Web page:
“Historically, this transition period has been looked at with a ‘tag, you’re it’ kind of approach,” Naranjo said. “Under this new program, we will work closely with patients years before they actually make the transition so that when the time comes, they feel empowered and fully capable to be autonomous with their disease management.”
To provide greater continuity of care, the clinic also recruited two endocrinologists who are dually trained in pediatric and adult medicine. They can care for patients from childhood through young adulthood with a seamless transition.
Diabetes nurse practitioner Nicole Rotter, CPNP, CDE, examines Kendall Layous during a visit at the Madison Clinic for Pediatric Diabetes.
“Even for children who are cared for by pediatric endocrinologists such as myself, all I have to do when they turn 18 to 21 is simply introduce them to their new doctor, but still within the Madison Clinic,” Adi said. “They remain in the same place they’re so familiar and comfortable with, with the same staff, nurses and educators. Parents love it; it’s one less thing to worry about.”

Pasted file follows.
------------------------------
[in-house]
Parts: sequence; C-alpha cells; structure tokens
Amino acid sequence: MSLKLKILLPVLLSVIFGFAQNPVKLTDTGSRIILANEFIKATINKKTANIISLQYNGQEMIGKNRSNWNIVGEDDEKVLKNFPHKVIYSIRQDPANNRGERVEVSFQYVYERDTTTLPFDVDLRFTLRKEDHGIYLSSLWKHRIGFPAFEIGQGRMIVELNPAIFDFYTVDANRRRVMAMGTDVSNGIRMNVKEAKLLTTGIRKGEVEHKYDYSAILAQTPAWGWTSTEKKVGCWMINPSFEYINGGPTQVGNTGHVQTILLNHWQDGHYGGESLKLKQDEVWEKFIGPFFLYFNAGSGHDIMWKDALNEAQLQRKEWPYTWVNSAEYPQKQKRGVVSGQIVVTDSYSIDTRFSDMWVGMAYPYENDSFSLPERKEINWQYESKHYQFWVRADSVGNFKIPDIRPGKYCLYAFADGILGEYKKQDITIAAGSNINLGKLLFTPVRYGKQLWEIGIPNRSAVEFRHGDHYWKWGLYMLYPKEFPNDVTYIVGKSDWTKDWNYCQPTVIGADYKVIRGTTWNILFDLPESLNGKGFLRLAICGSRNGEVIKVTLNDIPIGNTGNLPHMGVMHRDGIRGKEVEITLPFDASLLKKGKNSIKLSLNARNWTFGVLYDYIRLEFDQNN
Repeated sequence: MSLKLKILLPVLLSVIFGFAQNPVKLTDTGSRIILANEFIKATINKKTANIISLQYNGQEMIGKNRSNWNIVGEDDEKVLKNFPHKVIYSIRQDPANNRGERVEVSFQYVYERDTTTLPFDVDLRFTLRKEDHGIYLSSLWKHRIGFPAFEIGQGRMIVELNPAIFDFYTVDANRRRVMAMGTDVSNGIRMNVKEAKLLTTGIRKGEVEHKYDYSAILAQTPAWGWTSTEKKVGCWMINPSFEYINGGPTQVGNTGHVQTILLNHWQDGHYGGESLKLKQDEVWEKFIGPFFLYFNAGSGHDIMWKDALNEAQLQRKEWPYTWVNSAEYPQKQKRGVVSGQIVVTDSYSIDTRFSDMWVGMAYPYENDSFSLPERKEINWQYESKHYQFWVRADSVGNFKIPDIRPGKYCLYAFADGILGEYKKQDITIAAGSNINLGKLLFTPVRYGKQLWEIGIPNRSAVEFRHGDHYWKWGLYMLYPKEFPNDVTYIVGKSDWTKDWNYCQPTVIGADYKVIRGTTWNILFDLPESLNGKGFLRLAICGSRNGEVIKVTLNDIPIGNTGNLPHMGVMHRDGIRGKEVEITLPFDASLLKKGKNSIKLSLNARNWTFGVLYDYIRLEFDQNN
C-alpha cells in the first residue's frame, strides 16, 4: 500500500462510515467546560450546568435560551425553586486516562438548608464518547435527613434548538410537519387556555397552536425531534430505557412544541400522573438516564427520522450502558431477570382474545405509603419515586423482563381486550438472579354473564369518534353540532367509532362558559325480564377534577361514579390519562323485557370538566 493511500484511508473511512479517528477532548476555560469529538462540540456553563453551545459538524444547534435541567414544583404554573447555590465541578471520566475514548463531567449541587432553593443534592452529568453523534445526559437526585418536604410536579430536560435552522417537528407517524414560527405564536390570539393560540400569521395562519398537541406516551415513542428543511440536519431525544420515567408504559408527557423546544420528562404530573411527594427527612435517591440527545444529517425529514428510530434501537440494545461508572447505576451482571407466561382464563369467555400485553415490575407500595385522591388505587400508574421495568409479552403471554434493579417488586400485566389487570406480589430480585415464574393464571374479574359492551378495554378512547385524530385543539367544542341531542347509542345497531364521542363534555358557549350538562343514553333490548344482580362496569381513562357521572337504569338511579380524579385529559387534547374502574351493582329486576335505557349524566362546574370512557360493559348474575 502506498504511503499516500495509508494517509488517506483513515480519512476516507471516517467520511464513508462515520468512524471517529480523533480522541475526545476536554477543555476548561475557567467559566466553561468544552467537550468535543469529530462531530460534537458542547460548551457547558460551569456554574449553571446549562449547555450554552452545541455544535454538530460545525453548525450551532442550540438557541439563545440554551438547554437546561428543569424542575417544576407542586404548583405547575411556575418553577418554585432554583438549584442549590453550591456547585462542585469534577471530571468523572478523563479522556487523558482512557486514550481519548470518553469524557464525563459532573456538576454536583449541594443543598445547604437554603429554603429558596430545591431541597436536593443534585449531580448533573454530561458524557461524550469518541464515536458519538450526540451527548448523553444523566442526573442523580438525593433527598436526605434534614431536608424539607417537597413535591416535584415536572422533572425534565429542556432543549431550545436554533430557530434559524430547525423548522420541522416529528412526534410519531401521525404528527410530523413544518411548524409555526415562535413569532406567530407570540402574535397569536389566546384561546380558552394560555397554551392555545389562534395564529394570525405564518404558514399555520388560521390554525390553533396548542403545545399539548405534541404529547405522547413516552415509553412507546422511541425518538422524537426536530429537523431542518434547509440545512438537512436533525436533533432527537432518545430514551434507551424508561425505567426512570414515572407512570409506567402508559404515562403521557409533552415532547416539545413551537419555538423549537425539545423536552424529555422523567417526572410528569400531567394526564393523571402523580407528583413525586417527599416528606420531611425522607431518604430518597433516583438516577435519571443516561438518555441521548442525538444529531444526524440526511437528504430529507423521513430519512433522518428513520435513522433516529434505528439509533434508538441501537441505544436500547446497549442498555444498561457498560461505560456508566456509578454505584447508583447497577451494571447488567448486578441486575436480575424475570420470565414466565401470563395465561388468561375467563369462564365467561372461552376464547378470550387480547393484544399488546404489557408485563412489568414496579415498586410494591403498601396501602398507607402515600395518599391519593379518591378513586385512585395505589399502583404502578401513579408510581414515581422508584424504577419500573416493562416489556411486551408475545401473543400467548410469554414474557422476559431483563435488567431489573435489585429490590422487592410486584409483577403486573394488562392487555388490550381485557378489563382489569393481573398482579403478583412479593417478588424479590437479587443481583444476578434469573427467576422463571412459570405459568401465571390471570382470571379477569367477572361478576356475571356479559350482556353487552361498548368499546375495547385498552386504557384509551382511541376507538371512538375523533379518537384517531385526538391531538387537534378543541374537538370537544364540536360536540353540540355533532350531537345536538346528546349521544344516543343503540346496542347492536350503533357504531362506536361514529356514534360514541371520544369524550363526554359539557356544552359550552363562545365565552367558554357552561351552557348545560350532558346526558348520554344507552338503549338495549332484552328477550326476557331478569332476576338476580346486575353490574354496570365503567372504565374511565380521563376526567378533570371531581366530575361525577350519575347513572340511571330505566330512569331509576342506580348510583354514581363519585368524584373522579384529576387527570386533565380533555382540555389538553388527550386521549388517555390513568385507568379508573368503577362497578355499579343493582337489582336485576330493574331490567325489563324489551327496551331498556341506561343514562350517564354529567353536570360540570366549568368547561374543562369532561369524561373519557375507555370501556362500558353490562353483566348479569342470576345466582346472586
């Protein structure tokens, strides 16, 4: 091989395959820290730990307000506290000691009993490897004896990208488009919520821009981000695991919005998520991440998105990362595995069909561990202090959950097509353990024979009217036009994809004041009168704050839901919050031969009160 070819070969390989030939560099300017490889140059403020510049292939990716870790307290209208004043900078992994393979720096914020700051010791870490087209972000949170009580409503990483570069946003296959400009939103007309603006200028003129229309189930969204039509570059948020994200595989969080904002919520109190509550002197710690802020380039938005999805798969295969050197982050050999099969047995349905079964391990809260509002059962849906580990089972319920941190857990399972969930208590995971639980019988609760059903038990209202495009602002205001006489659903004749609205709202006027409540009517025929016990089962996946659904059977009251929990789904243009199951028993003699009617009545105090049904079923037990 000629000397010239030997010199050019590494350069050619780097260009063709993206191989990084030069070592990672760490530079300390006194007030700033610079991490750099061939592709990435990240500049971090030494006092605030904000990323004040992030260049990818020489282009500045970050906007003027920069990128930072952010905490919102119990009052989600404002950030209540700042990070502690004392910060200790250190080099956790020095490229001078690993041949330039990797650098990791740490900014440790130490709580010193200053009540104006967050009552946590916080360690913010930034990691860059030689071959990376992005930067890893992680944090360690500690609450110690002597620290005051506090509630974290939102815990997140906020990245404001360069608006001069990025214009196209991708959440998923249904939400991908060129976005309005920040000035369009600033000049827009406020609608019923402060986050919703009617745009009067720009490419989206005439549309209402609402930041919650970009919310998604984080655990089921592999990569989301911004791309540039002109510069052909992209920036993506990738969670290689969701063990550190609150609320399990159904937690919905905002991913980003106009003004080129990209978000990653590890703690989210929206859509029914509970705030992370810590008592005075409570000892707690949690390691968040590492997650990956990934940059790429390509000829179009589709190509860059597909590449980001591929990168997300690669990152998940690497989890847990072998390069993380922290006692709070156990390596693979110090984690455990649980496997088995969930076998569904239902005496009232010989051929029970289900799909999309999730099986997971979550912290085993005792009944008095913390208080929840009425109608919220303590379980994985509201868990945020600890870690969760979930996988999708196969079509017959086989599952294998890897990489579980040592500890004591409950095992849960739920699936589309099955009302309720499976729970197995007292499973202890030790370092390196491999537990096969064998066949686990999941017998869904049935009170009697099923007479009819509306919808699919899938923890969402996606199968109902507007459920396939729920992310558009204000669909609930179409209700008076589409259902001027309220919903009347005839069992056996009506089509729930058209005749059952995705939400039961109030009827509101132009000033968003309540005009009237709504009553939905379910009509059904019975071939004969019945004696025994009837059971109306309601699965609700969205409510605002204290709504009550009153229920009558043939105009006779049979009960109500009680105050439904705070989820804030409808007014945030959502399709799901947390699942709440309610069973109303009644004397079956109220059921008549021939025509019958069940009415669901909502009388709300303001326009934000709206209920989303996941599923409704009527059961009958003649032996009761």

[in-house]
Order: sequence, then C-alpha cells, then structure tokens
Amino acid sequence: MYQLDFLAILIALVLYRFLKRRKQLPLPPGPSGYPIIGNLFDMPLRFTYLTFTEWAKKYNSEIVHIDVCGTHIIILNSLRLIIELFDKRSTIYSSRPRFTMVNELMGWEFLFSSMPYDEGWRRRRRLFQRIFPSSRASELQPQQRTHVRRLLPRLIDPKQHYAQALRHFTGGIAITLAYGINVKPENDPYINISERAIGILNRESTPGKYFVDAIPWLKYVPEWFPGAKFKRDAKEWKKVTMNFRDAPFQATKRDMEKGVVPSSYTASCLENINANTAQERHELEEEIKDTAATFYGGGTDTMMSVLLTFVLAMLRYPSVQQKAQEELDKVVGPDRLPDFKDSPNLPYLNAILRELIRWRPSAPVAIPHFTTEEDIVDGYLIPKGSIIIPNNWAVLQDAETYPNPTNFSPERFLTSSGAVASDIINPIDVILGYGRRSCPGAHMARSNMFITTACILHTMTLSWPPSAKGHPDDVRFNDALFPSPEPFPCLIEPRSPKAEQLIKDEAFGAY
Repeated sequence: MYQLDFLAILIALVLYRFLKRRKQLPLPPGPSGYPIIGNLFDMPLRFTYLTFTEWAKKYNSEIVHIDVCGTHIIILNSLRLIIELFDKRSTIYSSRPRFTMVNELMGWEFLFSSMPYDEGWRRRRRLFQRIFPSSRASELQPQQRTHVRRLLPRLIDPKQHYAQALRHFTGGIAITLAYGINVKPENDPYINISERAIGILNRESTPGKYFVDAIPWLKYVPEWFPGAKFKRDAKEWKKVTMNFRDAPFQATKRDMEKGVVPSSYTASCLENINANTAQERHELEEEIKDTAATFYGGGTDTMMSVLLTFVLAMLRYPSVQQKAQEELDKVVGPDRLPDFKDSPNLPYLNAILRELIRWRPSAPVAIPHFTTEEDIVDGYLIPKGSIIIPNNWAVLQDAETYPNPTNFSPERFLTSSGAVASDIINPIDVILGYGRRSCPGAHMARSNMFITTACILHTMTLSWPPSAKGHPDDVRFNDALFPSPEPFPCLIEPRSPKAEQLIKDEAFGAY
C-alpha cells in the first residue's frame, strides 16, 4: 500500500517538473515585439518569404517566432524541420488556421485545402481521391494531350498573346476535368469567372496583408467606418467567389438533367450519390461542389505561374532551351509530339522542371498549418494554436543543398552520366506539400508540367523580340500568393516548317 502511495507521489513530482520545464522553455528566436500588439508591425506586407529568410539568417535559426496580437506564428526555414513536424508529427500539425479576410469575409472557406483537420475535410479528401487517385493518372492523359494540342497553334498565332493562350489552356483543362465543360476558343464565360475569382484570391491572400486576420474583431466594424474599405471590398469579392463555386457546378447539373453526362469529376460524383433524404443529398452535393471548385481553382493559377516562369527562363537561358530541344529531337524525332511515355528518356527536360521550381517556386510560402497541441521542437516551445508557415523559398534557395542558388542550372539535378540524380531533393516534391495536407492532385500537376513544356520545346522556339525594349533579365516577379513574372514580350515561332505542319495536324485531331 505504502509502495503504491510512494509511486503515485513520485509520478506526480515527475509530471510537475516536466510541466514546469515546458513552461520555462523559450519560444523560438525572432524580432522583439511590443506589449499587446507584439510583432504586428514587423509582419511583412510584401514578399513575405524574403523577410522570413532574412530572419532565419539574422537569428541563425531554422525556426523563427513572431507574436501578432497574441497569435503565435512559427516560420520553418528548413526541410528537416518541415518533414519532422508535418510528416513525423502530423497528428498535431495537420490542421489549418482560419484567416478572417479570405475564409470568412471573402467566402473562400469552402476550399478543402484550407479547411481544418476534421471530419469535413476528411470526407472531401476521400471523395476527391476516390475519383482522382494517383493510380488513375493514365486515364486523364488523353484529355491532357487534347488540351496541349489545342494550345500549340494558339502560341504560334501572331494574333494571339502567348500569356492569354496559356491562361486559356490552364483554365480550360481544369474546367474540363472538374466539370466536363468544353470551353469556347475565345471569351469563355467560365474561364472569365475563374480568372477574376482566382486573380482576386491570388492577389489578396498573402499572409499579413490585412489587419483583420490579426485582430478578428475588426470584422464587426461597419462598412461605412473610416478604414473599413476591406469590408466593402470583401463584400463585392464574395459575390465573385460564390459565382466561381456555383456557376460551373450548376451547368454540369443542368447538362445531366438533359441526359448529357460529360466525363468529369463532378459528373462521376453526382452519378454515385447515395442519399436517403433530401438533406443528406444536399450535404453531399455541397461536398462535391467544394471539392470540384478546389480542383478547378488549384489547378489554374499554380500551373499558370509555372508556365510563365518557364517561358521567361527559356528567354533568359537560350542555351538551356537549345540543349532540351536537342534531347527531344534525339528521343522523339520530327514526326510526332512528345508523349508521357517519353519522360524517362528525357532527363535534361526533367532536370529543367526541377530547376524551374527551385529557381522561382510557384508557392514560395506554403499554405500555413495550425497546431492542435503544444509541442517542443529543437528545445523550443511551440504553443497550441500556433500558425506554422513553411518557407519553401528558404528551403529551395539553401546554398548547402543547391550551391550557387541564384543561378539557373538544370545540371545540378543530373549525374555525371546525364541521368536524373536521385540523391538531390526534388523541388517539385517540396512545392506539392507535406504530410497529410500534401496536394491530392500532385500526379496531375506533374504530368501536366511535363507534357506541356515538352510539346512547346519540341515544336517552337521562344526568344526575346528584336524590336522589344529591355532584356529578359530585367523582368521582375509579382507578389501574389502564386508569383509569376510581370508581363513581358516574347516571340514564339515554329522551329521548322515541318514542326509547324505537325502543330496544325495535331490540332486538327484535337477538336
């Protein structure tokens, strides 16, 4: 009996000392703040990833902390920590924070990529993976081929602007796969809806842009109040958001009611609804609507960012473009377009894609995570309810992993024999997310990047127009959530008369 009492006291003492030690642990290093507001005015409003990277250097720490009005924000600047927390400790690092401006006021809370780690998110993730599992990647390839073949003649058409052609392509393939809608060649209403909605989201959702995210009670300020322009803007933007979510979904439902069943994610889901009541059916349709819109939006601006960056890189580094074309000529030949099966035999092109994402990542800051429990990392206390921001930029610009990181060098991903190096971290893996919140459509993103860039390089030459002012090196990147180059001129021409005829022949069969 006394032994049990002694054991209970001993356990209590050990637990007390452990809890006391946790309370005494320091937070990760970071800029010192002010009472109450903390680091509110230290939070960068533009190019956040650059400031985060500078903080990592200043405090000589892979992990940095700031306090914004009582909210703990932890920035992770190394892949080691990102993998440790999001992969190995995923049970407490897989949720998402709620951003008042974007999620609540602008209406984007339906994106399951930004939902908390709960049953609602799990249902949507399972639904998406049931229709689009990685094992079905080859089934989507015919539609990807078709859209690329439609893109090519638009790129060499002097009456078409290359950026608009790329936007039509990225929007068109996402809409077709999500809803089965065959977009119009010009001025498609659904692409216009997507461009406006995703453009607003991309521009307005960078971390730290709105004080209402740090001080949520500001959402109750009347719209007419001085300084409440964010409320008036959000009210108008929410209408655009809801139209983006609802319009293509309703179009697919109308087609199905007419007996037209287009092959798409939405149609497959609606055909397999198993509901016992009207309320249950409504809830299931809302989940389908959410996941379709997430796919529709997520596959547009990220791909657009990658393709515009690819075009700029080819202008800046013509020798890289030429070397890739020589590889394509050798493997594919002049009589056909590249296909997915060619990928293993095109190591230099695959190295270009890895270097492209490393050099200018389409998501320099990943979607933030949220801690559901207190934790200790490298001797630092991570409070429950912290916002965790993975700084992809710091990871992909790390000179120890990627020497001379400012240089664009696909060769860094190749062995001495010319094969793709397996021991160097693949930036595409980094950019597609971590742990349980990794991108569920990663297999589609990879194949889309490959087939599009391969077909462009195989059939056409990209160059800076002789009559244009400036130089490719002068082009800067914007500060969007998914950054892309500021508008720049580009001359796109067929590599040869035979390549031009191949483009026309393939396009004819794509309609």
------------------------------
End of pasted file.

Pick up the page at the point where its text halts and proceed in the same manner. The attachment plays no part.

A key component of the transition program is Marcela Arregui Reyes, who came on board at the beginning of the year as the clinic’s first full-time transition coordinator. The position – guaranteed for two years through a grant from the UCSF Diabetes Family Fund – involves advocating for patients and acting as a liaison between patients and providers throughout the transition process.
Arregui Reyes will meet with patients and their families starting at the age of 14, and conduct annual assessments to better understand each individual’s needs.
“I believe someone with diabetes can do anything they set their mind to as long as they have proper disease management,” she said. “We are all working together to give our patients the tools they need and to make sure they know we are here to help. Our new clinic provides all the resources and technology needed to make this program succeed.”
The transition program also will incorporate regular group meetings with staff psychologists, as well as evening seminars for patients and their families that address topics, such as how to manage diabetes after leaving for college. A newly created Youth Advisory Board will provide a unique outlet for patients to gather informally and share experiences and knowledge.
Photos by Susan Merrell